On the other hand, though, it’s so much a story that you’ve almost certainly already seen. It’s an angrier version of a film like Brassed Off, for instance. In that respect, I, Daniel Blake is another in that line of British anti-establishment, up-the-poor movies like Fish Tank where everyone and anyone with any amount of power and money spends that money and uses that power to absolutely shit on the poor. Admittedly, this is a damn fine version of that story (and I didn’t much like Fish Tank), but it’s a story that’s not uncommon.

And that’s where I sit with this. It’s a good movie—even a very good movie. But I can’t get over the feeling that it’s a movie that I’ve seen before multiple times. But hey, I'm finally done with the 1001 Movies list from last year. Better late than never, right?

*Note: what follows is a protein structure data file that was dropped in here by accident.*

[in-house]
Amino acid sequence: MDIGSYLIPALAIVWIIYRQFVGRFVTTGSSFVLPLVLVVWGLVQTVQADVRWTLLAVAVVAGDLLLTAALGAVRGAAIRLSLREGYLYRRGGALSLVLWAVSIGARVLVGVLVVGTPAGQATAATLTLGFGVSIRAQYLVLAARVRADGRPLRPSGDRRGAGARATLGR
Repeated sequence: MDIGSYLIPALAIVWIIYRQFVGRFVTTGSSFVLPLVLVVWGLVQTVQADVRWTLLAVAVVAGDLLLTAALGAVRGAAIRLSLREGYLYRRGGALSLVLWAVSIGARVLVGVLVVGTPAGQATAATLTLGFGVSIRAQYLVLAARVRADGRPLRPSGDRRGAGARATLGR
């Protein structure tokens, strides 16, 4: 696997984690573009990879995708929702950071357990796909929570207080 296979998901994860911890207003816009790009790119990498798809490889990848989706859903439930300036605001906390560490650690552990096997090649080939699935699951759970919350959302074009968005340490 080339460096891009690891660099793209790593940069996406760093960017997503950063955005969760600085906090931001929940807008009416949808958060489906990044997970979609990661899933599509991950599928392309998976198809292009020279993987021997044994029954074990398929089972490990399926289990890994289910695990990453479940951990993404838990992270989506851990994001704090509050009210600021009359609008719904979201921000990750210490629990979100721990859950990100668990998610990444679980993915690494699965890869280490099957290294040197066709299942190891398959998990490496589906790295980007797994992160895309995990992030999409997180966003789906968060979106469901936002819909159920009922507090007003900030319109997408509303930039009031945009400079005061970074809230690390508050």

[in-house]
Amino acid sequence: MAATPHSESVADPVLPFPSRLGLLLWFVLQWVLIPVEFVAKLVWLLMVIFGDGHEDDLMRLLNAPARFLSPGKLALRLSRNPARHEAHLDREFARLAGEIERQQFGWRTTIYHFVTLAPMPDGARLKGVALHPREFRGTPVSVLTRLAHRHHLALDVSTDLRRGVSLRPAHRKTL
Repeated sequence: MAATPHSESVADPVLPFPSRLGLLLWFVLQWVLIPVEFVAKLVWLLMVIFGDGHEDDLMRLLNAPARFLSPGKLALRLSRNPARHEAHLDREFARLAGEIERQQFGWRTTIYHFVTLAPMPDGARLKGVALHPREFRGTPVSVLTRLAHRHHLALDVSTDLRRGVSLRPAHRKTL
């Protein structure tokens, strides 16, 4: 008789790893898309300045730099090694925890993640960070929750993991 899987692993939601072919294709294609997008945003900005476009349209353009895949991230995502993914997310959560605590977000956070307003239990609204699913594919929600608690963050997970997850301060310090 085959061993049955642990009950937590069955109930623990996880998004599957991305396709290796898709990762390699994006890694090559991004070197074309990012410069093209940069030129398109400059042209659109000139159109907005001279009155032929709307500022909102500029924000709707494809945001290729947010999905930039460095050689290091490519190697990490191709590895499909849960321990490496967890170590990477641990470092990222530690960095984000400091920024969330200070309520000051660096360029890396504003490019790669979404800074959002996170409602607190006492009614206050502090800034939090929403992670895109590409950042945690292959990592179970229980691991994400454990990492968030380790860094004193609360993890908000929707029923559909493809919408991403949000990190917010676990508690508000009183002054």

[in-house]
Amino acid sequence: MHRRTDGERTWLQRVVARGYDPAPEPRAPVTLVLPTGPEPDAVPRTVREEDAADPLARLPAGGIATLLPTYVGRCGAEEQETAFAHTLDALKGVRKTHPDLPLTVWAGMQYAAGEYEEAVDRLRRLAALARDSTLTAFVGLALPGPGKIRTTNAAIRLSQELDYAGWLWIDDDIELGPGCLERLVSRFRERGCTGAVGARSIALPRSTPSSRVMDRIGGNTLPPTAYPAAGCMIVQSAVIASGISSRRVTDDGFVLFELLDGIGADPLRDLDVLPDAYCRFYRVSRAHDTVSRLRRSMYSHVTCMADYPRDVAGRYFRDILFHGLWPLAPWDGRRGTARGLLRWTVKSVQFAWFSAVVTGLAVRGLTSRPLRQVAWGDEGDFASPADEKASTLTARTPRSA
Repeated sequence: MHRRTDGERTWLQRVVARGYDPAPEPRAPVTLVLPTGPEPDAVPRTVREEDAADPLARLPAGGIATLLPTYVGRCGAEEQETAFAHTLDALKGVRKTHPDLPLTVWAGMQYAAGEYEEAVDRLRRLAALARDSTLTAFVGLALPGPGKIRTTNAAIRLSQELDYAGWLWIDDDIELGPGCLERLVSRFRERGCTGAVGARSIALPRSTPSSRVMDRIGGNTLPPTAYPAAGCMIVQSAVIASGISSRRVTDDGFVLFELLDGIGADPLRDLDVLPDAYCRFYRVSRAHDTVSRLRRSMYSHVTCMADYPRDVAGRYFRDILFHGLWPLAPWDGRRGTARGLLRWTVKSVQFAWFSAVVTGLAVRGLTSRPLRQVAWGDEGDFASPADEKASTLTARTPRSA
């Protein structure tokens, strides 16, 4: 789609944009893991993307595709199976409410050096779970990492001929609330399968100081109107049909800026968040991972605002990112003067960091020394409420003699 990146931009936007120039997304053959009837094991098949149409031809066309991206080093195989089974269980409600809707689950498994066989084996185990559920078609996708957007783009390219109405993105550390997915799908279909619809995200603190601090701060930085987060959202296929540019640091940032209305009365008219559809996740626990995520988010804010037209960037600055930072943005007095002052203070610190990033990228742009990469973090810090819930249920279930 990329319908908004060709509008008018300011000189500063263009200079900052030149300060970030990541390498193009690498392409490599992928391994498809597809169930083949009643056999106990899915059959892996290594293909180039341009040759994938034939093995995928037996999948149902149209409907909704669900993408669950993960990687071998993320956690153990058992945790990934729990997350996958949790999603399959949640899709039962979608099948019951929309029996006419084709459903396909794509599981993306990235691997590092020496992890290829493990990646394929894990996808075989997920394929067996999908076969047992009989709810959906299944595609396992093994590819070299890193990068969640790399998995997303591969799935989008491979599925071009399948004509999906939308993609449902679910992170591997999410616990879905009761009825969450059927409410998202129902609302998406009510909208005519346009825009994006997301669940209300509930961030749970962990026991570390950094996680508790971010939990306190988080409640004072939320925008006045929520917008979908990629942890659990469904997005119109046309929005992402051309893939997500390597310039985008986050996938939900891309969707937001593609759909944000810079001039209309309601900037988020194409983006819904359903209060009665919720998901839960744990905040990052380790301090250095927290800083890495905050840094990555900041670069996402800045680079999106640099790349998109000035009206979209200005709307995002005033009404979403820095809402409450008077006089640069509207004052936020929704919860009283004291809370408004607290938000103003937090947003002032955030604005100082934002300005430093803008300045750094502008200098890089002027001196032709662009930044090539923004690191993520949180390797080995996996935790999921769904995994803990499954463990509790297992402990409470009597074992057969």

Why to watch I, Daniel Blake: Reality is a harsh mistress, but one that needs to be faced.
Why not to watch: You’ve likely seen this before in one stripe or another.


  1. This rather affected me: I started crying during the food bank scene, and I rarely cry at anything. And I completely got Daniel's frustrations with government red-tape: it does feel like it is set-up to make you feel like a bad person for requiring assistance.

    Good point about American "poor" vs. British "poor." Only in documentaries have I seen the real face of American poverty (despite some rather damning statistics population-wise).